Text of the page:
Microsoft's Digits Could Turn Us All Into Hand Dancers
If you don't already talk with your hands, you might want to start practicing. New technologies like Microsoft's Digits motion control prototype could lead to an era of computing with gestures rather than a clunky old keyboard and mouse. "This is the future of communications, the future of entertainment, and it is the next generation of collaboration," said futurist James Canton.
The long-lived and usually reliable mouse could soon be put out to pasture, as Microsoft unveiled this week a new hand-gesture sensor that could allow users to point with their fingers rather than a cursor. The new Digits prototype is part of an effort to create a mobile device that could transform interaction with a computer interface.
This wrist-worn sensor would allow the wearer to control a range of equipment via hand gestures, which could allow it to be an interface beyond the computer screen. Microsoft has been looking at motion control, which has already been adapted for its Kinect for the Xbox 360 game console, as offering an alternative to pressing buttons on a device.
Digits, which was developed at Microsoft's computer science laboratory at the University of Cambridge with help from researchers at Newcastle University and the University of Crete, could possibly open the door for virtual controllers.
"Digits represents a step forward as a blended reality trend," said James Canton, Ph.D., of the Institute for Global Futures. "This is the fusion of virtual and physical things and the ability to interact between them."
Microsoft did not respond to our request for further details.
Motion control as part of an interface device received a significant boost with the 2006 release of the Nintendo Wii video game console. In 2010, Microsoft -- as well as rival Sony -- followed up with its own motion control system. While Kinect is primarily a video game controller, Digits could take motion control technology in a new direction.
"Microsoft's Digits is an interesting example of how technology tends to become generationally smaller and more sophisticated as time passes," said Charles King, principal analyst for Pund-IT. "In many ways, Digits is similar what Nintendo accomplished with the Wii controller -- offering a simple, intuitive device for interfacing with various kinds of content."
But the sort of content Digits will interface with and the applications the device will inspire are yet to be seen.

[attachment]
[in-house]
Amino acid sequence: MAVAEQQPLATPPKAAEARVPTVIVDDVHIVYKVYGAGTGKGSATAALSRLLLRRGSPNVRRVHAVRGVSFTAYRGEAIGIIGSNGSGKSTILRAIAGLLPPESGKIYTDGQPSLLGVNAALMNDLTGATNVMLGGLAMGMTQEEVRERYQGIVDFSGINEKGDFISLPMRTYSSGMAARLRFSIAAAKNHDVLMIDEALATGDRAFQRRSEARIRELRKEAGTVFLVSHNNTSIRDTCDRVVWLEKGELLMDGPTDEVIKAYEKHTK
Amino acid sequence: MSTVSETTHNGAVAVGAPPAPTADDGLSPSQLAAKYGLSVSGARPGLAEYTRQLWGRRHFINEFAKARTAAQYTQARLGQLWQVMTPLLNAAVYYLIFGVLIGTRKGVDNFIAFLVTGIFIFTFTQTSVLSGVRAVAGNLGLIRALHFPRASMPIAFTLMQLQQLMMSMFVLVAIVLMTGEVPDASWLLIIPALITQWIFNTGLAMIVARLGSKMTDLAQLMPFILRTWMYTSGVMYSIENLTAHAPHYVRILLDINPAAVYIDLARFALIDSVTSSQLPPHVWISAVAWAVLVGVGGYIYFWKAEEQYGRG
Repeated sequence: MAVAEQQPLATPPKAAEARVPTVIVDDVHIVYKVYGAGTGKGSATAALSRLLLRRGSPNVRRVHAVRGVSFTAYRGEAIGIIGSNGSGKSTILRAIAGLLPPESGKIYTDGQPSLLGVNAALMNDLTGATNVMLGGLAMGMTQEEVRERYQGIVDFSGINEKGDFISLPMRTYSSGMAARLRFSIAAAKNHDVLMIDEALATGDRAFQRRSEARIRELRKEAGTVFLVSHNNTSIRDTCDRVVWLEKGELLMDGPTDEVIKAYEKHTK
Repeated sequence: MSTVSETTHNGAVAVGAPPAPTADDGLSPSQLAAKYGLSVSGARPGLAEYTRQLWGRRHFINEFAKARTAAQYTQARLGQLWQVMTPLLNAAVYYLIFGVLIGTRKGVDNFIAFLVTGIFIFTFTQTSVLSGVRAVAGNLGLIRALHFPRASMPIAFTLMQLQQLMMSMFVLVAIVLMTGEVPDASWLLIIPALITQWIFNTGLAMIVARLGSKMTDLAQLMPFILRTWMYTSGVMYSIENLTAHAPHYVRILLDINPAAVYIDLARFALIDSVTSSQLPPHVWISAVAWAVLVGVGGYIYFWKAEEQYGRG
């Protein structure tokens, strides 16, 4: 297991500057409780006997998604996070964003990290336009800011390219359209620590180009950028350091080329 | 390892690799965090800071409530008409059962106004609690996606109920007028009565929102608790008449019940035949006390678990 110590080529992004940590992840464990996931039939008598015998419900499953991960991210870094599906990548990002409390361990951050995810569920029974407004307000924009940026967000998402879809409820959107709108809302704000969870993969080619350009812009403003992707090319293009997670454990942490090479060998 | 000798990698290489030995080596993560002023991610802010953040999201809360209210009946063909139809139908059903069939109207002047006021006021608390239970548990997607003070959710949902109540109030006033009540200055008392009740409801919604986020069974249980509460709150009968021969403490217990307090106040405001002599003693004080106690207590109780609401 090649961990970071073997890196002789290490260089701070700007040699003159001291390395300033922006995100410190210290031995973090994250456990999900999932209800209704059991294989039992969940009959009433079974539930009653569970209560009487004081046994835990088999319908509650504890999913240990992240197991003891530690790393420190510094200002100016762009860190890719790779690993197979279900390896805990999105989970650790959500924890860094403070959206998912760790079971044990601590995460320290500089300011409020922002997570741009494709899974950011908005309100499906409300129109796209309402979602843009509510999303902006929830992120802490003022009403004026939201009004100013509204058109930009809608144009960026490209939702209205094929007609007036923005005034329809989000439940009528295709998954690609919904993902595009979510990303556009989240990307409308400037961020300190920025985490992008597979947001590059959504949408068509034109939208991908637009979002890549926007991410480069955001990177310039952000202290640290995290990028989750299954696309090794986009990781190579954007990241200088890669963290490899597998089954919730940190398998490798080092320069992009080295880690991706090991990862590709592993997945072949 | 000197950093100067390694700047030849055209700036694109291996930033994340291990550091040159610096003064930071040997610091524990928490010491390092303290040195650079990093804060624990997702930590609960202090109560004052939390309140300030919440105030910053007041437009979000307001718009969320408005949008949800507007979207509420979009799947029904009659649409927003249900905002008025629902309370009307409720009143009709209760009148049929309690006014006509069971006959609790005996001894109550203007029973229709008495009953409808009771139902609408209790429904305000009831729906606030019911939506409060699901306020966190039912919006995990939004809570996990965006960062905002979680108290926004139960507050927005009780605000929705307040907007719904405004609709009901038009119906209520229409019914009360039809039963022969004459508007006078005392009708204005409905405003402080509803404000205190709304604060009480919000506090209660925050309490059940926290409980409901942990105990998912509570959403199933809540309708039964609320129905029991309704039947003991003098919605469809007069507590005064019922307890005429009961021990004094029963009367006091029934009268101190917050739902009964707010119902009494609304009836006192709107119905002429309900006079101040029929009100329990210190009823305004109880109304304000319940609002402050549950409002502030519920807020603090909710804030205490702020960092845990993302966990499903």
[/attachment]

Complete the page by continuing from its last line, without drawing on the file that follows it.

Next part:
"It's more likely that Digits will replace devices like TV remote controls than computer mice, mainly because mouse functions will be superseded as touchscreen technology becomes as common in PCs and laptops as it is on tablets and smartphones," King told TechNewsWorld. "That said, technologies like Digits could find a home in a host of personal computing devices."
Content Will Be Crucial
As with many small leaps forward, Digits could be -- at least for now -- a solution that has no problem. That could change -- and likely will -- as developers find uses for motion control and motion control-supported interfaces. There are still challenges to overcome, however.
"This comes back to the 3D problem," said Canton. "It is great if you are going to the movie and watching it. But the challenge is that we don't have 3D on many of our devices."
Digits could change the way people interact with devices such as keyboards. "That interaction today is actually fairly primitive," Canton told TechNewsWorld.
"The next step in this evolution is telepresence for a more immersive experience," Canton added. "This is the future of communications, the future of entertainment, and it is the next generation of collaboration. But you still need to have content that is there to interact with, and the Digits interface is only as good as the content that interacts with it."
This chicken-and-egg dilemma will no doubt be resolved as content arrives and users embrace the technology. Already there is other motion control technology on the horizon. Digits is just one of many concepts suggesting that gestures are just a finger snap away.
"At the Intel Developer Forum a few weeks ago, the company introduced its Perceptual Computing SDK which is designed to take advantage of new features supported in next-generation Intel Core CPUs, including stereoscopic webcams that enable gesture controls via 3D webcams," King explained.
"The initial functions -- playing a version of Whack-a Mole with your bare hands, for example -- were extremely basic," he continued, "but Intel noted that functionality would become more sophisticated and powerful over time. In addition, the new Core chips can use the webcams to enable true 3D."
Microsoft's Digits is also likely just one step toward greater immersion with the digital experience, and it isn't too hard to imagine how this technology could itself interface -- or be the interface -- for Microsoft's recently announced patent filing for "holograph" technology.
"This could very well be integrated with that," Canton noted. "The real interesting evolution is going to be when it starts to morph and change -- it becomes more dynamic and pervasive. It will allow us to enter virtual worlds. These devices get us closer to the possibilities."
So maybe not tomorrow, but soon users could be reading articles like this and instead of using the mouse button, they could scroll with gestures.
"We'll look back in a few years," Canton suggested, "and say, 'Wasn't that primitive?'"